Without further studies it’s difficult to determine the exact origin and ages of these lunar formations. The team awaits future research by Chandrayaan-II, which will examine the Moon from orbit as well as land a rover onto the lunar surface. Chandrayaan-II is expected to launch in early 2014.

The PRL team’s findings were published in the April 10 issue of Current Science.

Read the article in the Deccan Herald here.



Named after the 17th-century metaphysical poet, Mercury’s Donne crater was captured in this image by NASA’s MESSENGER spacecraft. The 53-mile (83-km) -wide crater features a large, rounded central peak and numerous lobate scarps lining its floor.

Lobate scarps are found all across Mercury. Visible above as arc-shaped ridges, they are most likely thrust faults resulting from surface compression and contraction.

Donne’s central peak has been well-eroded by impacts into a softly rolling mound. Central peaks are common features of larger craters, thought to be formed when the excavation of material during an impact springs the crater floor upwards — a process called “isostatic rebound”.

This image was acquired by MESSENGER’s Narrow-Angle Camera (NAC) on August 2, 2011.

On March 17 MESSENGER successfully wrapped up a year-long campaign to perform the first complete reconnaissance of the geochemistry, geophysics, geologic history, atmosphere, magnetosphere, and plasma environment of Mercury. The following day, March 18, marked the official start of its extended phase designed to build upon those discoveries.

“Six plus years of cruise operations, capped by a year of nearly flawless orbital operations, with an additional year of scientific return ahead in the harsh environment at 0.3 astronomical units (27,886,766 miles) from the Sun,” said MESSENGER Mission Systems Engineer Eric Finnegan at JHU/APL. All this “achieved with a 1,000 kg satellite, designed, built, and launched in less than four years for a total mission cost of less than $450 million.”

Well “Donne”, MESSENGER!

Read more about the MESSENGER mission’s extension here.

Image credit: NASA/Johns Hopkins University Applied Physics Laboratory/Carnegie Institution of Washington.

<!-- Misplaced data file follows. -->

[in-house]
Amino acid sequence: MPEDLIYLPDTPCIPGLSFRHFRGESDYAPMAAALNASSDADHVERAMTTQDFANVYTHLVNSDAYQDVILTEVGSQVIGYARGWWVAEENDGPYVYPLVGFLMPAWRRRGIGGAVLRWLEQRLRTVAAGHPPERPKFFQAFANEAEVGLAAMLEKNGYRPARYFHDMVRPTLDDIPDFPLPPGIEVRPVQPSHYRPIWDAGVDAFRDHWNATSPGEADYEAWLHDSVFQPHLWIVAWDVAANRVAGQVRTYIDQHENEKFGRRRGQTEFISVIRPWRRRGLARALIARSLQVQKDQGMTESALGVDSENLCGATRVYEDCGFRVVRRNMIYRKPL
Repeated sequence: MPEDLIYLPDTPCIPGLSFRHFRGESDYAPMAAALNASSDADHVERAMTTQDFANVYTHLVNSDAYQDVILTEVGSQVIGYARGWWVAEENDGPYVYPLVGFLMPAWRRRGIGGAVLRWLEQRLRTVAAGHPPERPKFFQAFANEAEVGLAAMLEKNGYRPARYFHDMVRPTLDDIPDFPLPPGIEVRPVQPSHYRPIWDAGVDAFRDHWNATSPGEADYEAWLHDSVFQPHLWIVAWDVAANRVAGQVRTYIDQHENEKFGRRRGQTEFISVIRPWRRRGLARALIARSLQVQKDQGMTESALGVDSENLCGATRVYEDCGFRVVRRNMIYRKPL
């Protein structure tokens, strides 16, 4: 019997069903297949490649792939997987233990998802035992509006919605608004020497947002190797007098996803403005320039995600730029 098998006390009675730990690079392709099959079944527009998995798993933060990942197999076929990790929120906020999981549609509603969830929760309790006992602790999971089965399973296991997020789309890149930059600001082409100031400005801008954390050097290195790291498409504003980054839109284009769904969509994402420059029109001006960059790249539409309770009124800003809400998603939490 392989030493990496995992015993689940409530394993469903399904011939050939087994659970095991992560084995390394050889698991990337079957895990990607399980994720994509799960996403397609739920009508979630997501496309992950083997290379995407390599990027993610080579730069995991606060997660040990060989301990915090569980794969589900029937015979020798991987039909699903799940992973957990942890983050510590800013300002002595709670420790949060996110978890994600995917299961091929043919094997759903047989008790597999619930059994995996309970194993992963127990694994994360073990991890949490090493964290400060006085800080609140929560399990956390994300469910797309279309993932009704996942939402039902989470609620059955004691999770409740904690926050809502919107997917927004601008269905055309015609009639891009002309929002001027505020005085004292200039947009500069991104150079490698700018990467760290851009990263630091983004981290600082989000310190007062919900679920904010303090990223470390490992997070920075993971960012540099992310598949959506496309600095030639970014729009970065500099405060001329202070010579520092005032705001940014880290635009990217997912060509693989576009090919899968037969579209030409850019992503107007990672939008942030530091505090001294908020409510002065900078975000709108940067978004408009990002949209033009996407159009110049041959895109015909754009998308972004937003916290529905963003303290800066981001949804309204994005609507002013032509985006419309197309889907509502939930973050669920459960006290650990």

A Peek at a Pitch-Black Pit


MESSENGER captured this high-resolution image of an elongated pit crater within the floor of the 355-km (220-mile) -wide crater Tolstoj on Mercury on Jan. 11, 2012. The low angle of sun illumination puts the interior of the pit crater into deep shadow, making it appear bottomless.

Pit craters are not caused by impacts, but rather by the collapse of the roof of an underground magma chamber. They are characterized by the lack of a rim or surrounding ejecta blankets, and are often not circular in shape.

Since the floor of Tolstoj crater is thought to have once been flooded by lava, a pit crater is not out of place here.

The presence of such craters on Mercury indicates past volcanic activity on Mercury contributing to the planet’s evolution.

Read more on the MESSENGER mission website here.

Image credit: : NASA/Johns Hopkins University Applied Physics Laboratory/Carnegie Institution of Washington

Mercury Down Under


NASA’s MESSENGER spacecraft, about to wrap up its first full year in orbit around Mercury, captured this view of the planet’s heavily-cratered southern hemisphere on August 28, 2011. Because of its orbit, MESSENGER gets particularly good panoramic views of Mercury’s underside.

Here’s why…

MESSENGER’s orbit, established on March 18, 2011 at 00:45 UTC, is not a simple circling path around the first rock from the Sun. Instead it is highly elliptical, bringing it 124 miles (200 km) above Mercury’s north pole at its closest and more than 9,420 miles (15,193 km) from its south pole at its farthest! (See diagram below.)

The close approaches over the northern hemisphere allow MESSENGER to study the Caloris basin, Mercury’s largest surface feature and, at over 960 miles (1,550 km) across, one of the largest impact craters in the entire Solar System.

The view of Mercury’s southern hemisphere above features some notable craters as well: the relatively youthful 444-mile (715-km) -wide Rembrandt basin is seen at top right, while the smaller pit-floor crater Kipling can be discerned to its left, just below the planet’s limb.

When craters are larger than 300 km in diameter, they are referred to as basins.